LATIN AMERICA

Colombian government set to sign new peace deal with FARC

Accord with guerrilla group to be submitted to Congress for approval after failure of October plebiscite

The Colombian government and the Revolutionary Armed Forces of Colombia (FARC) are to sign a new peace deal on Thursday. The signing of the new accord, designed to end a 50-year conflict, comes less than two months after Colombians narrowly rejected a previous peace deal in a plebiscite – a result that plunged the country into a situation of uncertainty.

FARC members with Colombian government negotiators Sergio Jaramillo and Humberto de la Calle.
FARC members with Colombian government negotiators Sergio Jaramillo and Humberto de la Calle.Omar Nieto / EFE

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The new deal is to be signed in a low-key ceremony in Bogotá’s Teatro Colón, and will have little of the pomp that marked the September signing of the original deal. It includes many of the revisions proposed by the opponents of the original accord. However, many key points remain unchanged.

Colombian President Juan Manuel Santos has said the new peace deal will be submitted to Congress for approval and that there will be no new plebiscite, despite demands for such a vote from opponents of the original peace deal.

The Colombia government fears a return to violence in the country after a spate of killings in recent days

In a televised address, Santos defended his decision not to hold a new referendum, saying this option had been rejected by “an overwhelming majority” of Colombian society and institutions and could “polarize the country in a dangerous manner.”

But the new peace accord between the Colombian government and the FARC has failed to win the approval of the “no” camp, headed by former president Álvaro Uribe. Uribe conceded progress has been made with the new deal, but said it was “little more than a touch-up of that [deal] rejected by voters” on October 2.

During the lead-up to the October plebiscite, Uribe criticized the peace deal because it would offer impunity to FARC members who recognized their crimes – a message that tapped into the deep distrust many Colombians feel when it comes to the guerrilla group.

Uribe and Santos – who won the 2016 Nobel Peace Prize for his work on the initial peace deal – have sat down on 10 occasions since the October plebiscite in a bid to thrash out a new agreement. The Colombian government took some 400 revisions to Havana where the negotiations with the FARC took place, with many of these changes incorporated into the new document unveiled on November 13.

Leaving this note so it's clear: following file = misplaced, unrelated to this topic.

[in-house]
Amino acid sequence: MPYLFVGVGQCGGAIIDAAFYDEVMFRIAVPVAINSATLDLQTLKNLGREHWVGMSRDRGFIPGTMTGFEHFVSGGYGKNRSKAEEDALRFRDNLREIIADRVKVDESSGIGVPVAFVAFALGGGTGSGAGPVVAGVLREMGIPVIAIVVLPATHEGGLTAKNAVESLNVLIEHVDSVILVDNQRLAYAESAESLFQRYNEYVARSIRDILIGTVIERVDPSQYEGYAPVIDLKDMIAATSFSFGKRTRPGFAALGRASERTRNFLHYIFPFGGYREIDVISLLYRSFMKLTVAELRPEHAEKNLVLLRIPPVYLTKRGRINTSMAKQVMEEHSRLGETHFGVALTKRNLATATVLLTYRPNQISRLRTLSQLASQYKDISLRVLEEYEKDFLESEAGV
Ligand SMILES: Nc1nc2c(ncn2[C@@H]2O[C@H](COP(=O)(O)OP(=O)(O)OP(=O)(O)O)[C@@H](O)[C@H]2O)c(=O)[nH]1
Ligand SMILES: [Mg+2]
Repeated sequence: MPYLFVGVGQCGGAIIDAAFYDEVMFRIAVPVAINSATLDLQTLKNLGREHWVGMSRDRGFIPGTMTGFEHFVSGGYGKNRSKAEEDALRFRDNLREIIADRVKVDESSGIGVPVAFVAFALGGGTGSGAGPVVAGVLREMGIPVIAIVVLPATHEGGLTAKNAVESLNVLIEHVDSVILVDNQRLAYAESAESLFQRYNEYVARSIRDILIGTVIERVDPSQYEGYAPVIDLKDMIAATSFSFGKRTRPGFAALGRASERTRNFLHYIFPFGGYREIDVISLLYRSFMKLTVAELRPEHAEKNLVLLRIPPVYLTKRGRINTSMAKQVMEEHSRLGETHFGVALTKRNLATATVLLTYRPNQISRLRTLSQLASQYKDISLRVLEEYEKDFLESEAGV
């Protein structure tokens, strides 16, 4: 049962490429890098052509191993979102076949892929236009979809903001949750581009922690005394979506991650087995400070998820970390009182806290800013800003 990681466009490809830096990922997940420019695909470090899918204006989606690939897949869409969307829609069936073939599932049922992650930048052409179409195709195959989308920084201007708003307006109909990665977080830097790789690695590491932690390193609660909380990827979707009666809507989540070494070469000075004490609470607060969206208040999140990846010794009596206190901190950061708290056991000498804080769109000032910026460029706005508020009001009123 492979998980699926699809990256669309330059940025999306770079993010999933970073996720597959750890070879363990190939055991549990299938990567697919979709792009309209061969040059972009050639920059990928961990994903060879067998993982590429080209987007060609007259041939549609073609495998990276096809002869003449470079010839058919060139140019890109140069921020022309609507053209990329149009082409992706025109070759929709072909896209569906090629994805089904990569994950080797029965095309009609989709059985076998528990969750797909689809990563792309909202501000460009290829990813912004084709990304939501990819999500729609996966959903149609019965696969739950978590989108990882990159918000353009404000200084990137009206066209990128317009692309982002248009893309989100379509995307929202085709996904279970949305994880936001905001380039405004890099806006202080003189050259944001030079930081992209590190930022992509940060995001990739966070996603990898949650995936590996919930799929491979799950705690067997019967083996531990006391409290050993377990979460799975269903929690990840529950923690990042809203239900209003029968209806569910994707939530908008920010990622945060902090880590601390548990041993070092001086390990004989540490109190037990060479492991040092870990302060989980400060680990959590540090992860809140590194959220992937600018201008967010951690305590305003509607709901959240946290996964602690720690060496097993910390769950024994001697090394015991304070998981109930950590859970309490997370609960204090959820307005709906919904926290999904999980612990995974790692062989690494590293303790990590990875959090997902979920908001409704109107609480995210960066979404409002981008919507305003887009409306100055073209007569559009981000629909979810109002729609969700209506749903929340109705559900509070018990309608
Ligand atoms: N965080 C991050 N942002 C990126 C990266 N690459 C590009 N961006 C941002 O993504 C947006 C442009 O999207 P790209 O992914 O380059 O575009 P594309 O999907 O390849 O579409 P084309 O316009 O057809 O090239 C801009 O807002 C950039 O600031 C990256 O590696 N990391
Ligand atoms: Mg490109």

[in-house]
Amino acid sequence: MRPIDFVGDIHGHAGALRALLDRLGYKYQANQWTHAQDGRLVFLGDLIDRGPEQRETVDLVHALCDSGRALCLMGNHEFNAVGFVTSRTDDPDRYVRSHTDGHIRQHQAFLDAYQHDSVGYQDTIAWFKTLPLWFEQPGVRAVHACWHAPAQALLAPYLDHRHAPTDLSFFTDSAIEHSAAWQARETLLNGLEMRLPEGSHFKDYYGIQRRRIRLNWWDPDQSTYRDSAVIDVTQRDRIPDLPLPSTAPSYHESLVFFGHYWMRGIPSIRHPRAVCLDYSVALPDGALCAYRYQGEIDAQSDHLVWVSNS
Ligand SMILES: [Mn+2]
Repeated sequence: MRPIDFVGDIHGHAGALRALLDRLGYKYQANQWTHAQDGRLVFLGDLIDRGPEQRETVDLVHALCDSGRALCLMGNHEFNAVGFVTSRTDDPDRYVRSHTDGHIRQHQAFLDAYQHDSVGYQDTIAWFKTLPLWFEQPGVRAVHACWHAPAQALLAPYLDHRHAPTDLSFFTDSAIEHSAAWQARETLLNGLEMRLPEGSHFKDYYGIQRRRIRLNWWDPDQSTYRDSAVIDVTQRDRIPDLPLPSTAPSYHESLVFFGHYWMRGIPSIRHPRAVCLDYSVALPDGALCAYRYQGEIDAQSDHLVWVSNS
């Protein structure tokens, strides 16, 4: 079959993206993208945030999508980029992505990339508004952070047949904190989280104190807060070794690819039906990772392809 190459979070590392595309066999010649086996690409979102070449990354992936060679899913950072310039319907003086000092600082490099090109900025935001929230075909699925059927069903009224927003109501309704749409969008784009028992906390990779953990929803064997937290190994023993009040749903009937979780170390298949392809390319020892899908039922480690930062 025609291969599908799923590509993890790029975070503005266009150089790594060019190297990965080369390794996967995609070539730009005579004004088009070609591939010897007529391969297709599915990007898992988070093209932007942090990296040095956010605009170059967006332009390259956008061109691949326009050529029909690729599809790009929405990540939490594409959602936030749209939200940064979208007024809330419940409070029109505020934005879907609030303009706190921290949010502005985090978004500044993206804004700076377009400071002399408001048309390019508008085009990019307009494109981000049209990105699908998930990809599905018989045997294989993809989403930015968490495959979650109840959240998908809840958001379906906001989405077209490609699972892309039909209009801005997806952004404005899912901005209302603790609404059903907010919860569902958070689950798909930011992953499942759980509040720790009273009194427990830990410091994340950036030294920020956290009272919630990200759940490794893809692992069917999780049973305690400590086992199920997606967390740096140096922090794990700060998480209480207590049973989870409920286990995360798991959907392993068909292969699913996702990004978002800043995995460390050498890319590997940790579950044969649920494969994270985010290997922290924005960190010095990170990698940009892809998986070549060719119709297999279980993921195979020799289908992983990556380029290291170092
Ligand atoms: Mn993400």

But the first meeting between the two sides after the finalization of the new deal highlighted the differences between the camps. Little progress was made in a tense seven-hour meeting.

“Unfortunately, some of the most radical sectors of the ‘no’ group continue to oppose the new accord despite clear and important changes and adjustments. I am truly sorry about this position,” said Santos.

Ex- Colombian president Álvaro Uribe, who opposes a peace deal, says the changes are “a touch-up”

For its part, the ‘no’ camp accused the government of failing to negotiate on major issues. Uribe stated that changes need to be made in terms of sanctions for former FARC guerillas, without specifying what these changes should be.

But Uribe’s comments were not well received by the government, with chief negotiator Humberto de la Calle defending the deal and saying it included many changes brought to the table by opponents of the earlier version.

“It’s time to move forward,” said De la Calle, noting the “fragility of the ceasefire and a worsening in violence.”

Fears that Colombia could descend into the violence of the recent past have been stoked by a spate of killings in recent days of human rights and environmental activists. Two FARC guerillas were also killed in skirmishes with the Colombian army.

“Colombians can’t keep living with uncertainty. The implementation of this new accord as quickly as possible is fundamental in terms of me carrying out the responsibility I have,” said Santos.

English version by George Mills.

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